Frances Hodgson Burnett wrote many books in the early 1900’s, her three most famous being “Little Lord Fauntleroy” (now rarely read, though his name is legendary), “A Little Princess” and “The Secret Garden”.  In the latter the heroine, a lonely and rather unlikeable girl, discovers a wonderful secret garden and two new friends.

Anthony Buckeridge is perhaps not so well-known these days, but his very funny “Jennings” series first appeared on radio Children’s Hour in the fifties and became instantly popular.  Set in a boys’ preparatory school, despite being a world unfamiliar to most children listening the stories dealt with universal themes of school and friendship, and the often unintentional havoc wrought by Jennings and his friend Darbishire.  Anthony Buckeridge subsequently wrote several more books about the pair. 

Another classic – Charlotte Bronte, although not specifically a children’s author, is nevertheless often introduced to children in their early teens via her most famous book, “Jane Eyre”.  The orphaned Jane’s childhood is miserable, but she grows up to become a governess to the young niece of Mr Rochester at Thornfield Hall, and for a while her future looks more promising.  However, there are many bumps in the road before Jane finds her destiny.

Nina Bawden’s most famous book is probably “Carrie’s War”, set during WW2 when Carrie and her young brother are evacuated to Wales.  This book has been dramatized several times for television and theatre and is perennially popular.

Frank Baum is the author of the unforgettable “Wizard of Oz”.  Although it is the film which is best-known, Baum wrote 14 books in all in the Oz series.  He was born in America in 1856, where the books are rather more famous than they are in the UK, but the film, and the story, will never be forgotten.

The last of my Bevy of B's for this blog is Raymond Briggs, author/illustrator of “The Snowman,”  “Father Christmas”, “Fungus the Bogeyman” and many others.  The film of “The Snowman”, with music by Howard Blake, is now a part of every Christmas television viewing, and is a deceptively simple tale of a small boy who builds a snowman which comes to life and takes him on a magical journey.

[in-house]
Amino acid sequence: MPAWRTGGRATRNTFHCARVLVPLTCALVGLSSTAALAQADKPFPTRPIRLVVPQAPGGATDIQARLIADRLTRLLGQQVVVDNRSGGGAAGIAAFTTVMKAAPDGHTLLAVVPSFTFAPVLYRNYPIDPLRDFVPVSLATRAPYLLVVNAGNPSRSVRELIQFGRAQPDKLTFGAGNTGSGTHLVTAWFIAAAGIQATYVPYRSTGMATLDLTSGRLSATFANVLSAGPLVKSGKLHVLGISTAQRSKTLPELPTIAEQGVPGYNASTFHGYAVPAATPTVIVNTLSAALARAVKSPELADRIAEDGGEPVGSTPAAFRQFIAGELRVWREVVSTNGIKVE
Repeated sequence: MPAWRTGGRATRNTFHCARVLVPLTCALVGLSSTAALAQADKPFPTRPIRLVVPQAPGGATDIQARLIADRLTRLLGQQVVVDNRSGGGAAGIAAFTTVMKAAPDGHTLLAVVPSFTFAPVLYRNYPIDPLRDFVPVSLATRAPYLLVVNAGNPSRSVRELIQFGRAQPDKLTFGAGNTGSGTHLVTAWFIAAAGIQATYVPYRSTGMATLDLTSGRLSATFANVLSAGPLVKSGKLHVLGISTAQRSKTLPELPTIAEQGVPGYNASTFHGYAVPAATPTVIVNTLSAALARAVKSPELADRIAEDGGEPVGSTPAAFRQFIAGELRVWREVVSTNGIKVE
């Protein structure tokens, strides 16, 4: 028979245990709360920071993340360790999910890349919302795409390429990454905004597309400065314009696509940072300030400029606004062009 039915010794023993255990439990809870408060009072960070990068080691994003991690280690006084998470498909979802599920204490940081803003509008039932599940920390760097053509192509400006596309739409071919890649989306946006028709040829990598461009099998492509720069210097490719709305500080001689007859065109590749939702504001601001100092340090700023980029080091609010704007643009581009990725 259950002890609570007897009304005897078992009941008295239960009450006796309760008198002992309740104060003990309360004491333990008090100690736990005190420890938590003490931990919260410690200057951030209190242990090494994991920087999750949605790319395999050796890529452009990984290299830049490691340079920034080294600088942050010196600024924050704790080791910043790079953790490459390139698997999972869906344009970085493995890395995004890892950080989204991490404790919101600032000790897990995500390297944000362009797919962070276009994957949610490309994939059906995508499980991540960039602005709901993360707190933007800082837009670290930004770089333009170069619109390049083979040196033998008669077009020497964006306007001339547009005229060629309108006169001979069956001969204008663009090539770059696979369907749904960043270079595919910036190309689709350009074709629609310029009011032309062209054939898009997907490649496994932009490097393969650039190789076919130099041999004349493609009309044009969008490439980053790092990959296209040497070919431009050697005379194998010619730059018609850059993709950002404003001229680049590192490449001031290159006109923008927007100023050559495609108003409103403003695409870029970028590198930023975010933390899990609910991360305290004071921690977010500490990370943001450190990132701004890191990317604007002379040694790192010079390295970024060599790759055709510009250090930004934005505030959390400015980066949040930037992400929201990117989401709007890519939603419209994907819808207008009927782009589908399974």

However, before I close, since my surname also begins with B, I’d just like to add a small puff for my latest book, “The Centurion’s Son”, which is now available on Amazon.  In Roman Britain a boy’s search for his missing father reveals corruption and murder affecting the whole Legion. 

More B’s next time…

Thursday, 13 July 2017

May the circle be unbroken by Sheena Wilkinson

Thirteenth of the month, and I’m at Arvon for the thirteenth time. Spooky! 

I’ve written about Arvon for this blog before, and it’s possible I will again, because it’s such a big part of my writing life. This time, for the fourth time, I’m here (Totleigh Barton) with the group of young writers I run in Belfast. There are fifteen of them, from nine different schools or colleges, ranging in age from 15 -21. They are all committed writers who attend my monthly workshops and this week is the highlight of our writing year together. We’re so grateful that Arvon, through the generosity of the Harvey McGrath Trust, continue to support the group. The young writers are raring to go, just as I was exactly ten years ago when I first went to Arvon as a student.